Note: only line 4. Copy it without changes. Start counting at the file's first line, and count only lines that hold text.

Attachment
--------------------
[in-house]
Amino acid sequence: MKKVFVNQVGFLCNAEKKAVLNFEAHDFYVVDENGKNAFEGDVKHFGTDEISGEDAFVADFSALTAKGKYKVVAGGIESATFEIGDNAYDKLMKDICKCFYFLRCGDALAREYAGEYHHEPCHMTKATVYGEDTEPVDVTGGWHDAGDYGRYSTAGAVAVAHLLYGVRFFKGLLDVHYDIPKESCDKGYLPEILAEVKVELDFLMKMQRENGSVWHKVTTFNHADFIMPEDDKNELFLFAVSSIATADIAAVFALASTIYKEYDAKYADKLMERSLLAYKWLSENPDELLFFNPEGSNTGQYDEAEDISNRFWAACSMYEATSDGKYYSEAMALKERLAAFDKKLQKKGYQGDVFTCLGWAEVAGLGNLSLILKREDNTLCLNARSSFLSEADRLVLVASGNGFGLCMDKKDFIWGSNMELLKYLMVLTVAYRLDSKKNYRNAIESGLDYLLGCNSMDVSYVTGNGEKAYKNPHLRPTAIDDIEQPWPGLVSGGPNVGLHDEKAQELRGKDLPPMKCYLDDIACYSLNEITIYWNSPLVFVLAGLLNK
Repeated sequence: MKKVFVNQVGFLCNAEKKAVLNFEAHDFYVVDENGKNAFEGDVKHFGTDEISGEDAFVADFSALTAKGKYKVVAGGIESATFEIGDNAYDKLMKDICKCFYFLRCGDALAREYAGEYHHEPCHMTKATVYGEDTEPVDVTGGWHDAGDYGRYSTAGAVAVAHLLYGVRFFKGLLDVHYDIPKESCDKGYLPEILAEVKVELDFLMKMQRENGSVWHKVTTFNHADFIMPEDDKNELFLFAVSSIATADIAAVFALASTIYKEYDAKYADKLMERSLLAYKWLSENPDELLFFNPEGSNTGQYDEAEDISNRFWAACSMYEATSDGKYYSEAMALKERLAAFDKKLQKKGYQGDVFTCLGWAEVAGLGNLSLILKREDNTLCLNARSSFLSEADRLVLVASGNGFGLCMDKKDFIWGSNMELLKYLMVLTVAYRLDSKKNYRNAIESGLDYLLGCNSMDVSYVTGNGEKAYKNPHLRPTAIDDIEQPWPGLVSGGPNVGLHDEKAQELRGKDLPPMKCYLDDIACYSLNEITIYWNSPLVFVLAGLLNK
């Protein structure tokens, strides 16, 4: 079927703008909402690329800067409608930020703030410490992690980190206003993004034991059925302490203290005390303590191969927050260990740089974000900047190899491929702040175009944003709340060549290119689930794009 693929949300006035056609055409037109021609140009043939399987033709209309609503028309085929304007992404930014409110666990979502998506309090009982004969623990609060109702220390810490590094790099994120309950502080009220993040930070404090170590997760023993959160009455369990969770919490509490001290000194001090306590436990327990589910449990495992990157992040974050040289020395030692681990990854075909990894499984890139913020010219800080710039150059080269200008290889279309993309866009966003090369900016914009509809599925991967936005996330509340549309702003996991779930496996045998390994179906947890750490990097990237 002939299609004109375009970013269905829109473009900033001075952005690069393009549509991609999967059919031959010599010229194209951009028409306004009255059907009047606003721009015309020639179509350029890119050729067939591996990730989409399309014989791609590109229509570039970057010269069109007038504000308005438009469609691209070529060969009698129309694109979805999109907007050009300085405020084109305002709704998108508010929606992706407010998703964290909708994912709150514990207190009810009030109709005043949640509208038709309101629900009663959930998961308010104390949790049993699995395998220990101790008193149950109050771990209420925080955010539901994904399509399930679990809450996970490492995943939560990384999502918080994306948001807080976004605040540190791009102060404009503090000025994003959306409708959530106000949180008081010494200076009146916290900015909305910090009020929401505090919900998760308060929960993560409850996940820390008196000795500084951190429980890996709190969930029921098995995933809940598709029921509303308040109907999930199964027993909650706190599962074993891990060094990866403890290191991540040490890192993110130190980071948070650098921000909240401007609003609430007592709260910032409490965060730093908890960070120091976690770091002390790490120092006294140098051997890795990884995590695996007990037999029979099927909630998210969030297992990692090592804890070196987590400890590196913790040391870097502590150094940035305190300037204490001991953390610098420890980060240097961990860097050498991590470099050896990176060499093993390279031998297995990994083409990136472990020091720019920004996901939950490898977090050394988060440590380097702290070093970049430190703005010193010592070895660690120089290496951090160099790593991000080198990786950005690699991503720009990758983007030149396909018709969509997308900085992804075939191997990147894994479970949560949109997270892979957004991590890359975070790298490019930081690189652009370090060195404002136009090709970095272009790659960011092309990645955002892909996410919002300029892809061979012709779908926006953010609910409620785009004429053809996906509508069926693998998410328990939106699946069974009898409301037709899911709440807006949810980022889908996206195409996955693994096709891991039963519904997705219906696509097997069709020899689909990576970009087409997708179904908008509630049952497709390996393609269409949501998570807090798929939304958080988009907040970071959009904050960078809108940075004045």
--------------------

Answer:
């Protein structure tokens, strides 16, 4: 079927703008909402690329800067409608930020703030410490992690980190206003993004034991059925302490203290005390303590191969927050260990740089974000900047190899491929702040175009944003709340060549290119689930794009 693929949300006035056609055409037109021609140009043939399987033709209309609503028309085929304007992404930014409110666990979502998506309090009982004969623990609060109702220390810490590094790099994120309950502080009220993040930070404090170590997760023993959160009455369990969770919490509490001290000194001090306590436990327990589910449990495992990157992040974050040289020395030692681990990854075909990894499984890139913020010219800080710039150059080269200008290889279309993309866009966003090369900016914009509809599925991967936005996330509340549309702003996991779930496996045998390994179906947890750490990097990237 002939299609004109375009970013269905829109473009900033001075952005690069393009549509991609999967059919031959010599010229194209951009028409306004009255059907009047606003721009015309020639179509350029890119050729067939591996990730989409399309014989791609590109229509570039970057010269069109007038504000308005438009469609691209070529060969009698129309694109979805999109907007050009300085405020084109305002709704998108508010929606992706407010998703964290909708994912709150514990207190009810009030109709005043949640509208038709309101629900009663959930998961308010104390949790049993699995395998220990101790008193149950109050771990209420925080955010539901994904399509399930679990809450996970490492995943939560990384999502918080994306948001807080976004605040540190791009102060404009503090000025994003959306409708959530106000949180008081010494200076009146916290900015909305910090009020929401505090919900998760308060929960993560409850996940820390008196000795500084951190429980890996709190969930029921098995995933809940598709029921509303308040109907999930199964027993909650706190599962074993891990060094990866403890290191991540040490890192993110130190980071948070650098921000909240401007609003609430007592709260910032409490965060730093908890960070120091976690770091002390790490120092006294140098051997890795990884995590695996007990037999029979099927909630998210969030297992990692090592804890070196987590400890590196913790040391870097502590150094940035305190300037204490001991953390610098420890980060240097961990860097050498991590470099050896990176060499093993390279031998297995990994083409990136472990020091720019920004996901939950490898977090050394988060440590380097702290070093970049430190703005010193010592070895660690120089290496951090160099790593991000080198990786950005690699991503720009990758983007030149396909018709969509997308900085992804075939191997990147894994479970949560949109997270892979957004991590890359975070790298490019930081690189652009370090060195404002136009090709970095272009790659960011092309990645955002892909996410919002300029892809061979012709779908926006953010609910409620785009004429053809996906509508069926693998998410328990939106699946069974009898409301037709899911709440807006949810980022889908996206195409996955693994096709891991039963519904997705219906696509097997069709020899689909990576970009087409997708179904908008509630049952497709390996393609269409949501998570807090798929939304958080988009907040970071959009904050960078809108940075004045």